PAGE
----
The greatest reward for working at a food establishment is the opportunity to serve delicious meals to your customers. Nevertheless, it’s important to remember that nobody’s diet is the same. Food allergies are a serious concern for those who have them, and cross-contamination can cause medical complications. That’s why today we’re going to share some tips on how to handle food allergies in your kitchen.
Understanding Food Allergies
According to the Food and Drug Administration (FDA), the eight major food allergies are:
- Crustacean Shellfish - Includes crab, lobster and shrimp.
- Fish - Includes bass and cod.
- Tree Nuts - Includes almonds and walnuts.
These foods account for almost 90 percent of allergic reactions. Complicating matters is that many ingredients are derived from these foods. Fortunately, there are steps you and your staff can take to reduce risks of cross-contamination.
Separating and Labeling Foods
Never should you underestimate the severity of someone’s food allergy, which is why all foods must be prepared separately. This includes using separate equipment and utensils. For example, a cutting board used to chop peanuts shouldn’t be used to chop lettuce before it’s cleaned. If a grill was used to cook fish, the grill should be cleaned before cooking meat. Keeping your kitchen clean at all times helps keep cross-contamination to a minimum. Another option is to buy food that doesn’t require a lot of prepping. This reduces handling time, and therefore the risk of transferring contaminants.
Once a dish has been prepared, your staff needs to be able to distinguish it from the other meals going out. Steak markers with an “allergy” label is one way to let staff know to be extra cautious when working around or serving the dish. When dealing with ingredients that weren’t used, proper storage is essential. Double zip bags that meet FDA requirements for food applications are perfect for this purpose, and have write-on blocks to leave notes about their contents. Finally, foods for customers with allergies should be brought out separately.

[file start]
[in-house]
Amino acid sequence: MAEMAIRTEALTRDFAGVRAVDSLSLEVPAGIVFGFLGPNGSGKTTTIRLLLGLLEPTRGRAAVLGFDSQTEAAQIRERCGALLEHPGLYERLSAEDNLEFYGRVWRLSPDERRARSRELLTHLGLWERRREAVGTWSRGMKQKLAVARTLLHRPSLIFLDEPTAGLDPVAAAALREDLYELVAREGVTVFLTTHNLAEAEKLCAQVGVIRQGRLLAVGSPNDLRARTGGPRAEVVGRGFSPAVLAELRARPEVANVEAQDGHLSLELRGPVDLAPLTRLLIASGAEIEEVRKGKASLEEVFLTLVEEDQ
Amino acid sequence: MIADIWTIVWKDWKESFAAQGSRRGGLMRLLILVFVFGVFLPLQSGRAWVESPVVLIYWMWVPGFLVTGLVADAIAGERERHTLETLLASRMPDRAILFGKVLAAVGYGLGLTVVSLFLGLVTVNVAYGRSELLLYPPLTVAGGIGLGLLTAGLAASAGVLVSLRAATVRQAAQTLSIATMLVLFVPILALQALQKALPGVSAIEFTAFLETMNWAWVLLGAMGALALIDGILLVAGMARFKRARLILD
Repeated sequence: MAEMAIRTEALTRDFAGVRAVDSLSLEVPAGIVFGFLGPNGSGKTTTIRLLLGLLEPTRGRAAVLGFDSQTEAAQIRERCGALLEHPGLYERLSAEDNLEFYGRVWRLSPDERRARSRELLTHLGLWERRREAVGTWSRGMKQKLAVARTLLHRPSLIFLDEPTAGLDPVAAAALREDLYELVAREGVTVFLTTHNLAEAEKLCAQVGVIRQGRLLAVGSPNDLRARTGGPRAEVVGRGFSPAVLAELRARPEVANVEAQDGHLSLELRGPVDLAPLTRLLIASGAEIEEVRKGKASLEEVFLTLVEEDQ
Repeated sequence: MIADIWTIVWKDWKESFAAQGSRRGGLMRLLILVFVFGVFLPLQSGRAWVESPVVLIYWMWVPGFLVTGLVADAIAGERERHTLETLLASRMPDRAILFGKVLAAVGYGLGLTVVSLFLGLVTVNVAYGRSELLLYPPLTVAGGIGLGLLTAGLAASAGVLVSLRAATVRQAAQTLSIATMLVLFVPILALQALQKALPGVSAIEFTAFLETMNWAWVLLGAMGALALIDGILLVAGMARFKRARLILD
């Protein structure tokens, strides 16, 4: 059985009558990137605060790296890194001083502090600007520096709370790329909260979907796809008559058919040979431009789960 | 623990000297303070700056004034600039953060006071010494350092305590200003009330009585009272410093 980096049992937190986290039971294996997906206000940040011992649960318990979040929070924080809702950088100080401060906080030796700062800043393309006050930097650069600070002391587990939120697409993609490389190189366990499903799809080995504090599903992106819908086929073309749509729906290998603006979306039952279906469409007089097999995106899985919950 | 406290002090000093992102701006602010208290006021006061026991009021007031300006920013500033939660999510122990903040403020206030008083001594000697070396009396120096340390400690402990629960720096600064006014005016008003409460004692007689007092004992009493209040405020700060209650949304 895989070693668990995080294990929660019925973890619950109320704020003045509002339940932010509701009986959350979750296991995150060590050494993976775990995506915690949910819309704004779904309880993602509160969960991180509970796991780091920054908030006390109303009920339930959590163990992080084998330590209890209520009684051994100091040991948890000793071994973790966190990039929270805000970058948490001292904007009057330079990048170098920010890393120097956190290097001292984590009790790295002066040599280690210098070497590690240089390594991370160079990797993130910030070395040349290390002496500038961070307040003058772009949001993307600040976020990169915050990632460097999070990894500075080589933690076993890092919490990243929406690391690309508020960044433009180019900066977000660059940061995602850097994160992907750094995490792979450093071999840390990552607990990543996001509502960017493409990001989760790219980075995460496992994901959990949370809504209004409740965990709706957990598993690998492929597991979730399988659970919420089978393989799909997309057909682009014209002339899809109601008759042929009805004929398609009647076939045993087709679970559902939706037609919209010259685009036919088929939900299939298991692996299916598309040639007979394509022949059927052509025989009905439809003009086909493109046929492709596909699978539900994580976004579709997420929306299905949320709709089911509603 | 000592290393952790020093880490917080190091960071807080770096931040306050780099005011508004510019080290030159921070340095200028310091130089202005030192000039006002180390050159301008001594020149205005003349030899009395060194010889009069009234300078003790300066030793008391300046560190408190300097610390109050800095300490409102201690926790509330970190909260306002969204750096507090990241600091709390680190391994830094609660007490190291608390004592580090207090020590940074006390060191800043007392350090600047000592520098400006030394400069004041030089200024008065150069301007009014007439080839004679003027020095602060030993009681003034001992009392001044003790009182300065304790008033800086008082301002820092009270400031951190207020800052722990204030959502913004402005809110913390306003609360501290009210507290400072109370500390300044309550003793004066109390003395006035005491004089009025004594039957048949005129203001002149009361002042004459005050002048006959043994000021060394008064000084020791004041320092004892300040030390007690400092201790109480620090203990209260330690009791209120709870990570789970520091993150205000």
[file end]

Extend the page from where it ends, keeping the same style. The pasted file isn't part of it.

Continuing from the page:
Staff Cleanliness and Training
Of course, the possibility of cross-contamination isn’t limited to food preparations. Employees can accidentally spread allergens if they’re not following necessary cleaning procedures and personal hygiene guidelines. All clothing must be clean, and employees shouldn’t wear jewelry or other accessories that could come in contact with food. Gloves must be worn at all times by employees, and should be switched out once they’re finished working with a particular ingredient. Hands must be washed using paper towels or air dryers and not uniforms or used washcloths. All surfaces should also be wiped down and sanitized once they’ve come into contact with food.
All employees need to be trained on how to handle food to prevent allergic reactions. There are many misconceptions regarding food allergies, such as the differences between an allergy and an intolerance. Proper training will correct these misconceptions and prevent disastrous experiences for customers. You should have someone on staff who’s an expert on the topic. This person needs to have full knowledge of the ingredients used in each menu item, and answer questions that other workers have.
While we’ve provided an overview of how to handle food allergies at your establishment, there’s much more to learn. For further information, you can visit sites including the FDA , FoodAllergy.org and Food Service Warehouse .
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